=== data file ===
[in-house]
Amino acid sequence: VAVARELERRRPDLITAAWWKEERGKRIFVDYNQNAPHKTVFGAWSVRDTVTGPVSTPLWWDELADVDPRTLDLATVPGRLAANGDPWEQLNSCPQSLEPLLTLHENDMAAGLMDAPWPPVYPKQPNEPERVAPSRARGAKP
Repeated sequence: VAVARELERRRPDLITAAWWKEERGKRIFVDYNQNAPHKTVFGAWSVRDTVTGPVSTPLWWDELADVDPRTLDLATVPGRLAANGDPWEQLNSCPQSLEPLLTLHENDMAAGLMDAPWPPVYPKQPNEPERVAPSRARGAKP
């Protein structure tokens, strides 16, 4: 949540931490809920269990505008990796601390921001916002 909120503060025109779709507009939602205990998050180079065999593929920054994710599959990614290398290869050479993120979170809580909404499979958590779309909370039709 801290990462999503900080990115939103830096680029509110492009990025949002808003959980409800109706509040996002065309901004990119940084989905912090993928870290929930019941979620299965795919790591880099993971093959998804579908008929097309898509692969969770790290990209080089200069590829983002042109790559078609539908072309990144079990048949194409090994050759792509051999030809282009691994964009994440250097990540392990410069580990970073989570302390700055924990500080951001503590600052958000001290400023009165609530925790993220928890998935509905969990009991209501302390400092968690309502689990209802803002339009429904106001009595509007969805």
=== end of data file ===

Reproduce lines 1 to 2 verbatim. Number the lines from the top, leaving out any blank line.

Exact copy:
[in-house]
Amino acid sequence: VAVARELERRRPDLITAAWWKEERGKRIFVDYNQNAPHKTVFGAWSVRDTVTGPVSTPLWWDELADVDPRTLDLATVPGRLAANGDPWEQLNSCPQSLEPLLTLHENDMAAGLMDAPWPPVYPKQPNEPERVAPSRARGAKP